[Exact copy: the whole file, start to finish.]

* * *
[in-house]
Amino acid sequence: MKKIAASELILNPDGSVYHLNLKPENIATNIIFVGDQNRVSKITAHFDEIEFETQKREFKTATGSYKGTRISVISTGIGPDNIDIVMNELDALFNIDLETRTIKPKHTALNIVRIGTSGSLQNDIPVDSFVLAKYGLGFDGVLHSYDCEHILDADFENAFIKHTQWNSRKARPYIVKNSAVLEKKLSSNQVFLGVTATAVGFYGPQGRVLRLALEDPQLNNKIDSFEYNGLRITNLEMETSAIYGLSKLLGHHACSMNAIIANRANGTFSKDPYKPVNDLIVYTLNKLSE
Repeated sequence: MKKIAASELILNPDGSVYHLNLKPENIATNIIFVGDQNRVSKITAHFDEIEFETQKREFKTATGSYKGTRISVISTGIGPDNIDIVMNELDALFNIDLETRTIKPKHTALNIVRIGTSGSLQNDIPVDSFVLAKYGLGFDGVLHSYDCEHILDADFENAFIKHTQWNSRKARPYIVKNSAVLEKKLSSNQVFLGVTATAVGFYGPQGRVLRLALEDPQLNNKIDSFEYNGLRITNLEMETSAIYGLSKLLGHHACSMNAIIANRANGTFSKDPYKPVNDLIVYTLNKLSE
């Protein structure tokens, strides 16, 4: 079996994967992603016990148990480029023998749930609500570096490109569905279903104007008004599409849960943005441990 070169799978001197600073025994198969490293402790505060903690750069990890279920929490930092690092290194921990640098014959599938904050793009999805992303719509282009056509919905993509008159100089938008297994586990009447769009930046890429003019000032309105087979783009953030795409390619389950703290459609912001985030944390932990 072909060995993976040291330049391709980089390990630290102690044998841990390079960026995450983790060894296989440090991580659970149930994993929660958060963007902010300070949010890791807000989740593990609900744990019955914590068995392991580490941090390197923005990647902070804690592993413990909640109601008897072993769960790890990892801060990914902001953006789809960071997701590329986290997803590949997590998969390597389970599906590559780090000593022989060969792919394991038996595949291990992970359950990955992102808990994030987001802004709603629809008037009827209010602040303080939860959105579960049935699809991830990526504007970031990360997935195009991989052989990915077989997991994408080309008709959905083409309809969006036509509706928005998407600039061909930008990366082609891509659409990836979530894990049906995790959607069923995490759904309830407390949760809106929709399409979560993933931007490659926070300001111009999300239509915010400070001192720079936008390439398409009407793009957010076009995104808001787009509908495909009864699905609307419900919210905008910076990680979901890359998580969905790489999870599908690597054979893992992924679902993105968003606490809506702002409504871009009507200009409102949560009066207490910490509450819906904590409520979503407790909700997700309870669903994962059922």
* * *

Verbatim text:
[in-house]
Amino acid sequence: MKKIAASELILNPDGSVYHLNLKPENIATNIIFVGDQNRVSKITAHFDEIEFETQKREFKTATGSYKGTRISVISTGIGPDNIDIVMNELDALFNIDLETRTIKPKHTALNIVRIGTSGSLQNDIPVDSFVLAKYGLGFDGVLHSYDCEHILDADFENAFIKHTQWNSRKARPYIVKNSAVLEKKLSSNQVFLGVTATAVGFYGPQGRVLRLALEDPQLNNKIDSFEYNGLRITNLEMETSAIYGLSKLLGHHACSMNAIIANRANGTFSKDPYKPVNDLIVYTLNKLSE
Repeated sequence: MKKIAASELILNPDGSVYHLNLKPENIATNIIFVGDQNRVSKITAHFDEIEFETQKREFKTATGSYKGTRISVISTGIGPDNIDIVMNELDALFNIDLETRTIKPKHTALNIVRIGTSGSLQNDIPVDSFVLAKYGLGFDGVLHSYDCEHILDADFENAFIKHTQWNSRKARPYIVKNSAVLEKKLSSNQVFLGVTATAVGFYGPQGRVLRLALEDPQLNNKIDSFEYNGLRITNLEMETSAIYGLSKLLGHHACSMNAIIANRANGTFSKDPYKPVNDLIVYTLNKLSE
């Protein structure tokens, strides 16, 4: 079996994967992603016990148990480029023998749930609500570096490109569905279903104007008004599409849960943005441990 070169799978001197600073025994198969490293402790505060903690750069990890279920929490930092690092290194921990640098014959599938904050793009999805992303719509282009056509919905993509008159100089938008297994586990009447769009930046890429003019000032309105087979783009953030795409390619389950703290459609912001985030944390932990 072909060995993976040291330049391709980089390990630290102690044998841990390079960026995450983790060894296989440090991580659970149930994993929660958060963007902010300070949010890791807000989740593990609900744990019955914590068995392991580490941090390197923005990647902070804690592993413990909640109601008897072993769960790890990892801060990914902001953006789809960071997701590329986290997803590949997590998969390597389970599906590559780090000593022989060969792919394991038996595949291990992970359950990955992102808990994030987001802004709603629809008037009827209010602040303080939860959105579960049935699809991830990526504007970031990360997935195009991989052989990915077989997991994408080309008709959905083409309809969006036509509706928005998407600039061909930008990366082609891509659409990836979530894990049906995790959607069923995490759904309830407390949760809106929709399409979560993933931007490659926070300001111009999300239509915010400070001192720079936008390439398409009407793009957010076009995104808001787009509908495909009864699905609307419900919210905008910076990680979901890359998580969905790489999870599908690597054979893992992924679902993105968003606490809506702002409504871009009507200009409102949560009066207490910490509450819906904590409520979503407790909700997700309870669903994962059922």